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The Best Detox-y Broccoli Dishes

Rachel Tepper Paley
June 19, 2014

Photo credit: Eising Studio/StockFood

It seems each day brings another scientific study telling you to eat this, not that—and the reverse three days later—but a new study published in the journal “Cancer Prevention Research” has officially caught our attention.

Researchers found that subjects who each day slurped down a drink made with broccoli sprouts—two to three-day-old broccoli seedlings—were more likely than the placebo group to, ahem, filter out high levels of the harmful chemicals benzene and acrolein. (Benzene is associated with pollution, and both benzene and acrolein can be found in cigarette smoke.)

But these weren’t run-of-the-mill subjects. The clinical trial examined about 300 Chinese adults who lived in a rural farming community in Jiangsu Province, which has very high levels of pollution.

"Air pollution is a complex and pervasive public health problem," said Johns Hopkins University professor John Groopman, one of the study’s co-authors, according to a press release. “[We] need to translate our basic science into strategies to protect individuals from these exposures. This study supports the development of food-based strategies as part of this overall prevention effort.”

The researchers still have lingering questions—what’s the recommended dose of broccoli sprouts? How frequently should subjects drink it? Is the drink’s effectiveness long-lasting?—but the current findings are encouraging.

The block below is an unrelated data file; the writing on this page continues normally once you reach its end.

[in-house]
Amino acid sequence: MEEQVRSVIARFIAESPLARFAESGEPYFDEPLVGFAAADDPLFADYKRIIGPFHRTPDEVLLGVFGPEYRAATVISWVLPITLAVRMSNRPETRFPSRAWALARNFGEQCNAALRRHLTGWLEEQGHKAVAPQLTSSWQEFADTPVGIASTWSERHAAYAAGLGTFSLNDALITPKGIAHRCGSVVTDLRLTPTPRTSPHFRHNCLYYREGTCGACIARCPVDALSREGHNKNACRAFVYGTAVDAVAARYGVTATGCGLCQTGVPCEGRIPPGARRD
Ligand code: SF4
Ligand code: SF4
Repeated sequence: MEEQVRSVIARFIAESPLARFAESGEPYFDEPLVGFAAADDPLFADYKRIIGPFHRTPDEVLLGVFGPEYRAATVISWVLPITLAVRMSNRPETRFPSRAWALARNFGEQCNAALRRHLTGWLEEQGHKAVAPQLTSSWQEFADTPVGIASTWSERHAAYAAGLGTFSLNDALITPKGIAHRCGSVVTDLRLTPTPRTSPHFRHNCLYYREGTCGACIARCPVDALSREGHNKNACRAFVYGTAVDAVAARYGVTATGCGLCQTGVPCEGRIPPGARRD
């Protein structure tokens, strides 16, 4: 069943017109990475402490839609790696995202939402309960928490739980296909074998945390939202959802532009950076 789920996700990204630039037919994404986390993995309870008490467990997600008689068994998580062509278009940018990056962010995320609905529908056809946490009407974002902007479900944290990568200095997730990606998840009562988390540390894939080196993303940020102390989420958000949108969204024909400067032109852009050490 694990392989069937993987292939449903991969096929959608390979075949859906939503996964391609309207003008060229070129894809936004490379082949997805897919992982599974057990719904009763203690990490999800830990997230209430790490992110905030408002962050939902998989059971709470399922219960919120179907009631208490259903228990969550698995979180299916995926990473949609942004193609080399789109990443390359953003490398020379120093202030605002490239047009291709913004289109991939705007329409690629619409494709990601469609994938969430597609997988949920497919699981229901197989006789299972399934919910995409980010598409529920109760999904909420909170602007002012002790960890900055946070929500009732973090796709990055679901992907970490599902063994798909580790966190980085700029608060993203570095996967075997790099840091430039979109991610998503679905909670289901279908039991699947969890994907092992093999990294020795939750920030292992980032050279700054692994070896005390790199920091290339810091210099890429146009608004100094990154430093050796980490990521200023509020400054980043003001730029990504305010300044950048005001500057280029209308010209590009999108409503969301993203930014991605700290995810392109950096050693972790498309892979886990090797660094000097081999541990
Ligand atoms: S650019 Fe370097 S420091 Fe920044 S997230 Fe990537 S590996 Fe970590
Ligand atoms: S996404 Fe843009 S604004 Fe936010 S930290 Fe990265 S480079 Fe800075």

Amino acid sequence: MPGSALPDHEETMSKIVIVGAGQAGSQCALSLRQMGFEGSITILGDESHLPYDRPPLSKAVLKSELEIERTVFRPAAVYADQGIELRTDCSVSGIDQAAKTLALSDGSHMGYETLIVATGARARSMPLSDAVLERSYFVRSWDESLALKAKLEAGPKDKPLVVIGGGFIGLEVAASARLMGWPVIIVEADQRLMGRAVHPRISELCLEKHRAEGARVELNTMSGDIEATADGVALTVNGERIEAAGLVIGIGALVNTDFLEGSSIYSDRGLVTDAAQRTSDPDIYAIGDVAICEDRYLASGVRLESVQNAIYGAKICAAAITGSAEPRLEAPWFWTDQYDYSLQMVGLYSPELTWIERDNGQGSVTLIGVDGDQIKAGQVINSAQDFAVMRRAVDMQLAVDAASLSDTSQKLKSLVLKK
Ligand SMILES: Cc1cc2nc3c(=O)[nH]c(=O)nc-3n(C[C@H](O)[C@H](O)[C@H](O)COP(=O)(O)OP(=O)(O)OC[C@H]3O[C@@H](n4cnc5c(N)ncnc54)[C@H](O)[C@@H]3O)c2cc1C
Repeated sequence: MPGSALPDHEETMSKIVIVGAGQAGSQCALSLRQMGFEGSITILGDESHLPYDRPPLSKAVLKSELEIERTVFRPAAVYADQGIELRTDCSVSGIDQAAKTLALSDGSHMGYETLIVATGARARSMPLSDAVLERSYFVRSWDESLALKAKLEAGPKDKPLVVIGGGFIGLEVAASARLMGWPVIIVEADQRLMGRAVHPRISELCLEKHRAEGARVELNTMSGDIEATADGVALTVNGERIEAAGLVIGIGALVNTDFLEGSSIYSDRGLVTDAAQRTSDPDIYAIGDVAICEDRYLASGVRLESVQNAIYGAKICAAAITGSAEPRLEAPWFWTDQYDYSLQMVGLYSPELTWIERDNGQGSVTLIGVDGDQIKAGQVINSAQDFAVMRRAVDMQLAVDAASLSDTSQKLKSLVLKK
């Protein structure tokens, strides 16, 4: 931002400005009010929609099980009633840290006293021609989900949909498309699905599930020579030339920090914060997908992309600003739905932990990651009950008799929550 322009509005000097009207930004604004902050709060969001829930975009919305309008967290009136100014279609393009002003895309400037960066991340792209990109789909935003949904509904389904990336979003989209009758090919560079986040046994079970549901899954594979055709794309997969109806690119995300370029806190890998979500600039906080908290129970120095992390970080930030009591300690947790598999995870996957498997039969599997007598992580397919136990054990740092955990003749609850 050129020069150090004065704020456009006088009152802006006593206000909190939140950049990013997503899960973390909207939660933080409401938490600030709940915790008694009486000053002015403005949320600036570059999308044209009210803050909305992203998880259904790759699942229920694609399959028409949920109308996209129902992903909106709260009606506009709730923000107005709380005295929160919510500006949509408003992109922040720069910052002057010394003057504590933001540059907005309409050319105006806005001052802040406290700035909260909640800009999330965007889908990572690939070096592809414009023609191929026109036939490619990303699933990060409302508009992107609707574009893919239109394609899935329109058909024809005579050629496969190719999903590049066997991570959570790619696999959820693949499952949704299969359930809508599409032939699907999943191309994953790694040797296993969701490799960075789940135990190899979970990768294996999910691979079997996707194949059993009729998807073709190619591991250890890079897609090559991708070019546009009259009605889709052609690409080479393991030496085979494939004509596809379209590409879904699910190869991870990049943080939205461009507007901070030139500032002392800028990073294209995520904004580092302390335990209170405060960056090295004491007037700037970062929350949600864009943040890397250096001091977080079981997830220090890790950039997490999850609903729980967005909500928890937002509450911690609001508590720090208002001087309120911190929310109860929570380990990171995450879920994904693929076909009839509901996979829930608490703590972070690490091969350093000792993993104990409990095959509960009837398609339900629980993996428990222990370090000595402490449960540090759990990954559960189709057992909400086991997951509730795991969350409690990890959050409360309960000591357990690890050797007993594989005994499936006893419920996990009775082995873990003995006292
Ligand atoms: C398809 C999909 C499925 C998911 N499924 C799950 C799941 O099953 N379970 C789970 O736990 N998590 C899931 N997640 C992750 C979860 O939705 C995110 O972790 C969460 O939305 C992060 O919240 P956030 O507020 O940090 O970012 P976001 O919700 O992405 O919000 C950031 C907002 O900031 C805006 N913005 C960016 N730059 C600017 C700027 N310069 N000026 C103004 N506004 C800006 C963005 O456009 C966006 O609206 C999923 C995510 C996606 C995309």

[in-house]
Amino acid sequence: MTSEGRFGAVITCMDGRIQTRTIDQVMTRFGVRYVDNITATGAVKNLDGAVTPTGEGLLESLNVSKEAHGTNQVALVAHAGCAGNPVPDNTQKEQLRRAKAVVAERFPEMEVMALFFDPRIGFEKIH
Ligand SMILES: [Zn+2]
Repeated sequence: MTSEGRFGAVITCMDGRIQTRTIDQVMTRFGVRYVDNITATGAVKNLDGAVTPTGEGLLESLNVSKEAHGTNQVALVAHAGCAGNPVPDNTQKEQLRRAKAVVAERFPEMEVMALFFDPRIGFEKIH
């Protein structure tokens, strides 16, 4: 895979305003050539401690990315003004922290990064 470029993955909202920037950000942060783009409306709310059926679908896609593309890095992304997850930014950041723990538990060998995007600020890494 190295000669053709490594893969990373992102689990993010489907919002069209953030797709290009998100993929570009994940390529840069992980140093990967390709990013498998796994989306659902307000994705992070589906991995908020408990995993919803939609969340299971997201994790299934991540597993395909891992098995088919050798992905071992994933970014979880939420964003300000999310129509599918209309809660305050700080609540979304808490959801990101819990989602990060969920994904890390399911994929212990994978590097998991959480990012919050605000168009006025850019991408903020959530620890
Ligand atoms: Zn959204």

Keep in mind that broccoli sprouts have a greater concentration of the active ingredient—glucoraphanin, which when chewed or swallowed conjures a compound called sulforaphane that actives pollutant-fighting enzymes—than mature broccoli (the stuff you’re used to seeing at the grocery store) contains. When mature broccoli is cooked, the amount of glucoraphanin goes down even further.

But that doesn’t mean you should chuck your steamed broccoli out the window.

"Any amount of broccoli that you eat is probably a good thing," another co-author, Johns Hopkins senior scientist Patricia A. Egner told us. "We just don’t know what that threshold level is… it’s too early to say that a tiny bit won’t work just as well."

Our advice: Get your hands on some broccoli sprouts (they’re available online here and here) and plunk them atop a hearty salad. Or pick up some florets of the mature stuff at your local grocery store. At the very least you’ll be getting your daily dose of Vitamin C, but it’s possible you’ll get a whole lot more.

Here are a few recipes to get you started:

Photo credit: Food52

Broccoli, lemon and Parmesan soup. Rich chicken stock is a luxurious base for this cheesy soup spiked with lemon.

Photo credit: Everyday Food

White bean and broccoli salad. Velvety yogurt brings together earthy cannellini beans, broccoli and celery, while red-wine vinegar and orange sections offer bursts of sweet acidity.

Photo credit: Everyday Food

Crustless broccoli-cheddar quiches. Who needs crust? Silky eggs swirled with Cheddar get a nice crunch from flecks of chopped broccoli.

Photo credit: Everyday Food

Broccoli-Pecorino tart. Hardy broccoli baked until crisp makes an excellent foil for light, flaky puff pastry. Shaved Pecorino adds a layer of decadence.

Photo credit: Food52

Linguine with sausage and broccoli. A simple midweek pasta dinner gets jazzed up with spicy-and-sweet Italian sausage and broccoli draped in butter. 

Photo credit: Everyday Food

Broccoli calzones. Broccoli folded into a mixture of milky ricotta, Parmesan and mozzarella makes for an oozy calzone filling when it’s baked until golden. In this calzone, the sauce is on the side—and it works.

Go ahead, get your broccoli on.